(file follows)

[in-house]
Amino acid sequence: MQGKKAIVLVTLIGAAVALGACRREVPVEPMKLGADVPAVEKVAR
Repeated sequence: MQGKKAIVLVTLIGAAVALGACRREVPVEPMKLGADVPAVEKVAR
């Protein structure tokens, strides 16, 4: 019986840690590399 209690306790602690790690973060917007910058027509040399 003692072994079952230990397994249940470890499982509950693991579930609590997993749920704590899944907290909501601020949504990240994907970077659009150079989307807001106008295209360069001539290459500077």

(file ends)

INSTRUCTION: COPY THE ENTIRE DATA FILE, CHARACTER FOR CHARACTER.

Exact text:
[in-house]
Amino acid sequence: MQGKKAIVLVTLIGAAVALGACRREVPVEPMKLGADVPAVEKVAR
Repeated sequence: MQGKKAIVLVTLIGAAVALGACRREVPVEPMKLGADVPAVEKVAR
């Protein structure tokens, strides 16, 4: 019986840690590399 209690306790602690790690973060917007910058027509040399 003692072994079952230990397994249940470890499982509950693991579930609590997993749920704590899944907290909501601020949504990240994907970077659009150079989307807001106008295209360069001539290459500077």